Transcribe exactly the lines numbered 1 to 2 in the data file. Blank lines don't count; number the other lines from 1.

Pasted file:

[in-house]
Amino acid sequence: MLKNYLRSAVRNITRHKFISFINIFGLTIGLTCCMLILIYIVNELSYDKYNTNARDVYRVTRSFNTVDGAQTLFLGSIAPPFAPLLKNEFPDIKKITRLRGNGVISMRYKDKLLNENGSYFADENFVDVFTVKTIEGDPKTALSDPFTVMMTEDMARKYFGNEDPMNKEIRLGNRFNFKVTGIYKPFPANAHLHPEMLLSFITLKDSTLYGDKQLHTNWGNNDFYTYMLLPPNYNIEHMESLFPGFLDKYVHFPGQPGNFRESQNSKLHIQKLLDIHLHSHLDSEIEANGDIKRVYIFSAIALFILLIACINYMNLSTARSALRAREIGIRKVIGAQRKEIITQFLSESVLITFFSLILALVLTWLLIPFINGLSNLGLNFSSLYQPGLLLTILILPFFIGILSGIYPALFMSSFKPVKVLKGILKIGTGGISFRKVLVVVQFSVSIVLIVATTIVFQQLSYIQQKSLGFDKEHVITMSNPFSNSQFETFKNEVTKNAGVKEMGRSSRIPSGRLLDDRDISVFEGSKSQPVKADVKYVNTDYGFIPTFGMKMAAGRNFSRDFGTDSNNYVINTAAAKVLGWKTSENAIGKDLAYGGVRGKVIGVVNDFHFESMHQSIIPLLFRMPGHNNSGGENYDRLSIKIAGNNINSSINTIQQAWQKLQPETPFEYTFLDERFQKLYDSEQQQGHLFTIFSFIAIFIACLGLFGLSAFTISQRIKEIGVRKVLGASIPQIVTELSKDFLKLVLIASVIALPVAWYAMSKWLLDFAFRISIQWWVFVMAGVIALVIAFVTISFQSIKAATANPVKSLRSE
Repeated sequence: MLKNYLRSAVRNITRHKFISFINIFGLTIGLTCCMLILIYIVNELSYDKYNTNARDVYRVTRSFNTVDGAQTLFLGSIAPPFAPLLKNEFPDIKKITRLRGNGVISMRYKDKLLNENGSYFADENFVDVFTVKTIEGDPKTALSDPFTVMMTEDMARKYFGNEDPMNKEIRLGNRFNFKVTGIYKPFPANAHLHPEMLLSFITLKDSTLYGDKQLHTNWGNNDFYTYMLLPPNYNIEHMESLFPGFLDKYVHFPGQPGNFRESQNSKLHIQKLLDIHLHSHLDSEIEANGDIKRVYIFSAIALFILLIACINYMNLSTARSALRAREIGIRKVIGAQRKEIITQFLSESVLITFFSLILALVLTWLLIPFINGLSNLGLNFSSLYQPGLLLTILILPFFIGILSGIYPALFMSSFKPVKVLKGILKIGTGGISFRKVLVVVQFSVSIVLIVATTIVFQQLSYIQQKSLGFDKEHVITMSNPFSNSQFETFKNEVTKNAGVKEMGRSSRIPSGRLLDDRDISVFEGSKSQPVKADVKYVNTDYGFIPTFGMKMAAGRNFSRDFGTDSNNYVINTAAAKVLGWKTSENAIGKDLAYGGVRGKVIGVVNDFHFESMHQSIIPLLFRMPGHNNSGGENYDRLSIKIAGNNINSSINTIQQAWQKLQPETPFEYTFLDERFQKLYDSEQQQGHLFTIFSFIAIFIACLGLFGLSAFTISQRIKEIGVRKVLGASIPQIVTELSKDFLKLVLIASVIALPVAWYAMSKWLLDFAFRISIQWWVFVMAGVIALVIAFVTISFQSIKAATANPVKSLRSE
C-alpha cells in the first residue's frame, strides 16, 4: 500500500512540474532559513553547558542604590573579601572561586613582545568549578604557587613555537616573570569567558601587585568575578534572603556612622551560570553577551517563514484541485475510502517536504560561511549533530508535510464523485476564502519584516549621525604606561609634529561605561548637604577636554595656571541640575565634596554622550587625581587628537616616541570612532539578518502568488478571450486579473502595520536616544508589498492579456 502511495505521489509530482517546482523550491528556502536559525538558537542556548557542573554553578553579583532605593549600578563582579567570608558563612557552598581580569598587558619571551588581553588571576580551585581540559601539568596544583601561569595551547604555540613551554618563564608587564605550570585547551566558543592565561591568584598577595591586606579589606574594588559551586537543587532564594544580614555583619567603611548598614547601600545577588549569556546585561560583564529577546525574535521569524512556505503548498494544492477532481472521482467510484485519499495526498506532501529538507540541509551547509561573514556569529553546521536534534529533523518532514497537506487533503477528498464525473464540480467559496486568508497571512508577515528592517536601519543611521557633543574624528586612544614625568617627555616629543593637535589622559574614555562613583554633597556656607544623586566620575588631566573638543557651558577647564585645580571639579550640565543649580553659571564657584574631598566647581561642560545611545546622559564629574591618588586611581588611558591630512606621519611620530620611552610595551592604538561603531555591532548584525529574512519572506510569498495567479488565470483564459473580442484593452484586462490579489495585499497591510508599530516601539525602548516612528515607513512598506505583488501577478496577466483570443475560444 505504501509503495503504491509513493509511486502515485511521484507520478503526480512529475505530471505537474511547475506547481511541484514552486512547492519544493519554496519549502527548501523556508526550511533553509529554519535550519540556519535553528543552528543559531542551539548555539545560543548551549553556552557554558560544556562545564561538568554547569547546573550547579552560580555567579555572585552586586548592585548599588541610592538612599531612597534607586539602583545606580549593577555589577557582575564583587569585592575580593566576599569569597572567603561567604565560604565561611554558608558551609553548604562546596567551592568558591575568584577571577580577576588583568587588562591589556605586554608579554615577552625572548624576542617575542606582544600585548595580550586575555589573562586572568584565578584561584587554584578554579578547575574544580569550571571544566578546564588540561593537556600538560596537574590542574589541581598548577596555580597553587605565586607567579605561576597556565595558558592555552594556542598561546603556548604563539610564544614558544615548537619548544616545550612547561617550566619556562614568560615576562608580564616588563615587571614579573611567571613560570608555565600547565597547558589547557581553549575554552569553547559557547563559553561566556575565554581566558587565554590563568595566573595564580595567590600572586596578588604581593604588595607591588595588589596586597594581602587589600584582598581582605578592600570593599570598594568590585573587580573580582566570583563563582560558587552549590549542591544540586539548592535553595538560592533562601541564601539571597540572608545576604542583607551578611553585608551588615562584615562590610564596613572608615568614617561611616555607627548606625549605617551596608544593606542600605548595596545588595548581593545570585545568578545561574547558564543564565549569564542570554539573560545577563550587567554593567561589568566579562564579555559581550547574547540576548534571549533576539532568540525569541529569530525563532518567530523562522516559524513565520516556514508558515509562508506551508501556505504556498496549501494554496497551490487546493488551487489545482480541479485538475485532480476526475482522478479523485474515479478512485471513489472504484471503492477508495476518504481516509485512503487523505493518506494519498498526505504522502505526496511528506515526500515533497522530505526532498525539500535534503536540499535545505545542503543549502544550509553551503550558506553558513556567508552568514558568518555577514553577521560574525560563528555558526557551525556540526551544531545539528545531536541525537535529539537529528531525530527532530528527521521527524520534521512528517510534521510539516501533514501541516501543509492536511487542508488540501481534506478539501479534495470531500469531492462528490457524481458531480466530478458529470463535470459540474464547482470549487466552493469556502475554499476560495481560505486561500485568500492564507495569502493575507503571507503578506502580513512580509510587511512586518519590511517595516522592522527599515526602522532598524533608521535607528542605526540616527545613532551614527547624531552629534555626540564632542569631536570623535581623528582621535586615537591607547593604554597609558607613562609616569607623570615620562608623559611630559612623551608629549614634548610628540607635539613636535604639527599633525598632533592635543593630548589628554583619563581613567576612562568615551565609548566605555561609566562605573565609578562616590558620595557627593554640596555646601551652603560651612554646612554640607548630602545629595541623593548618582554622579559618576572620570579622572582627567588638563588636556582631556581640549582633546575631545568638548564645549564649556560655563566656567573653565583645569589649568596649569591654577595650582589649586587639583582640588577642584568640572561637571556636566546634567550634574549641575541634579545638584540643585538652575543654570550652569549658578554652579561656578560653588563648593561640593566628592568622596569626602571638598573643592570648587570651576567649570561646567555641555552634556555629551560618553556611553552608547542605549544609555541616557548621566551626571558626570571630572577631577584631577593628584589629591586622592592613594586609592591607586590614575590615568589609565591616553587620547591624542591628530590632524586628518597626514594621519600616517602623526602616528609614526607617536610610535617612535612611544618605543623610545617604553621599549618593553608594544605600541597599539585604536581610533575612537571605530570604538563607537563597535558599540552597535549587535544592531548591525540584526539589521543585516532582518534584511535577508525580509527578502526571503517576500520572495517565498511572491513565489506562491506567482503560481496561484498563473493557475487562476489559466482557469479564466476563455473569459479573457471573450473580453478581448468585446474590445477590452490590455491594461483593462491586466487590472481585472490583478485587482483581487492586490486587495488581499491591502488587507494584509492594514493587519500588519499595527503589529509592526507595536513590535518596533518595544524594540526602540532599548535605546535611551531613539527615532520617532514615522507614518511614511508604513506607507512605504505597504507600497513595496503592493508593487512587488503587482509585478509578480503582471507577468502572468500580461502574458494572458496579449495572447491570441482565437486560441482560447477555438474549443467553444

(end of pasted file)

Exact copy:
[in-house]
Amino acid sequence: MLKNYLRSAVRNITRHKFISFINIFGLTIGLTCCMLILIYIVNELSYDKYNTNARDVYRVTRSFNTVDGAQTLFLGSIAPPFAPLLKNEFPDIKKITRLRGNGVISMRYKDKLLNENGSYFADENFVDVFTVKTIEGDPKTALSDPFTVMMTEDMARKYFGNEDPMNKEIRLGNRFNFKVTGIYKPFPANAHLHPEMLLSFITLKDSTLYGDKQLHTNWGNNDFYTYMLLPPNYNIEHMESLFPGFLDKYVHFPGQPGNFRESQNSKLHIQKLLDIHLHSHLDSEIEANGDIKRVYIFSAIALFILLIACINYMNLSTARSALRAREIGIRKVIGAQRKEIITQFLSESVLITFFSLILALVLTWLLIPFINGLSNLGLNFSSLYQPGLLLTILILPFFIGILSGIYPALFMSSFKPVKVLKGILKIGTGGISFRKVLVVVQFSVSIVLIVATTIVFQQLSYIQQKSLGFDKEHVITMSNPFSNSQFETFKNEVTKNAGVKEMGRSSRIPSGRLLDDRDISVFEGSKSQPVKADVKYVNTDYGFIPTFGMKMAAGRNFSRDFGTDSNNYVINTAAAKVLGWKTSENAIGKDLAYGGVRGKVIGVVNDFHFESMHQSIIPLLFRMPGHNNSGGENYDRLSIKIAGNNINSSINTIQQAWQKLQPETPFEYTFLDERFQKLYDSEQQQGHLFTIFSFIAIFIACLGLFGLSAFTISQRIKEIGVRKVLGASIPQIVTELSKDFLKLVLIASVIALPVAWYAMSKWLLDFAFRISIQWWVFVMAGVIALVIAFVTISFQSIKAATANPVKSLRSE